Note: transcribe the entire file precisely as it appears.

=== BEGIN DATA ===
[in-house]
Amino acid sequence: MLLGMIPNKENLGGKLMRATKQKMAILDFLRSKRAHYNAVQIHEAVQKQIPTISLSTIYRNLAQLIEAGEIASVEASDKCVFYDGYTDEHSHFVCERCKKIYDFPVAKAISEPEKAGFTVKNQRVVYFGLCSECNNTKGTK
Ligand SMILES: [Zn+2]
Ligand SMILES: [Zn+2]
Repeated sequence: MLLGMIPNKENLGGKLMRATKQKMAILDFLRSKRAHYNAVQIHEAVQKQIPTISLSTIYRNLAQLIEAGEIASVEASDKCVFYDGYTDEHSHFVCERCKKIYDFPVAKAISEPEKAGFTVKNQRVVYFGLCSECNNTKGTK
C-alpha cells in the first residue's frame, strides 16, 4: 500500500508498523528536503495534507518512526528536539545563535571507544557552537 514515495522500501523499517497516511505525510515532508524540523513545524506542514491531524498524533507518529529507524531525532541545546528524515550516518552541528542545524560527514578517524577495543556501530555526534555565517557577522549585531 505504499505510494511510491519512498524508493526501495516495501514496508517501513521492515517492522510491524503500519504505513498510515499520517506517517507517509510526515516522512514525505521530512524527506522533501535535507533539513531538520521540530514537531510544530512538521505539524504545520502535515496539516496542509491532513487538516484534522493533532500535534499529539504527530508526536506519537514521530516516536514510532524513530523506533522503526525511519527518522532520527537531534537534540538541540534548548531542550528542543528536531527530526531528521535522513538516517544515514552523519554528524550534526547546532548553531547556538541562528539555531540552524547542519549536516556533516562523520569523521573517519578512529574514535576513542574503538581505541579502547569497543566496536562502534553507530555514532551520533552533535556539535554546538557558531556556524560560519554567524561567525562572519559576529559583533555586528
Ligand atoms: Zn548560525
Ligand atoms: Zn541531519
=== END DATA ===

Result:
[in-house]
Amino acid sequence: MLLGMIPNKENLGGKLMRATKQKMAILDFLRSKRAHYNAVQIHEAVQKQIPTISLSTIYRNLAQLIEAGEIASVEASDKCVFYDGYTDEHSHFVCERCKKIYDFPVAKAISEPEKAGFTVKNQRVVYFGLCSECNNTKGTK
Ligand SMILES: [Zn+2]
Ligand SMILES: [Zn+2]
Repeated sequence: MLLGMIPNKENLGGKLMRATKQKMAILDFLRSKRAHYNAVQIHEAVQKQIPTISLSTIYRNLAQLIEAGEIASVEASDKCVFYDGYTDEHSHFVCERCKKIYDFPVAKAISEPEKAGFTVKNQRVVYFGLCSECNNTKGTK
C-alpha cells in the first residue's frame, strides 16, 4: 500500500508498523528536503495534507518512526528536539545563535571507544557552537 514515495522500501523499517497516511505525510515532508524540523513545524506542514491531524498524533507518529529507524531525532541545546528524515550516518552541528542545524560527514578517524577495543556501530555526534555565517557577522549585531 505504499505510494511510491519512498524508493526501495516495501514496508517501513521492515517492522510491524503500519504505513498510515499520517506517517507517509510526515516522512514525505521530512524527506522533501535535507533539513531538520521540530514537531510544530512538521505539524504545520502535515496539516496542509491532513487538516484534522493533532500535534499529539504527530508526536506519537514521530516516536514510532524513530523506533522503526525511519527518522532520527537531534537534540538541540534548548531542550528542543528536531527530526531528521535522513538516517544515514552523519554528524550534526547546532548553531547556538541562528539555531540552524547542519549536516556533516562523520569523521573517519578512529574514535576513542574503538581505541579502547569497543566496536562502534553507530555514532551520533552533535556539535554546538557558531556556524560560519554567524561567525562572519559576529559583533555586528
Ligand atoms: Zn548560525
Ligand atoms: Zn541531519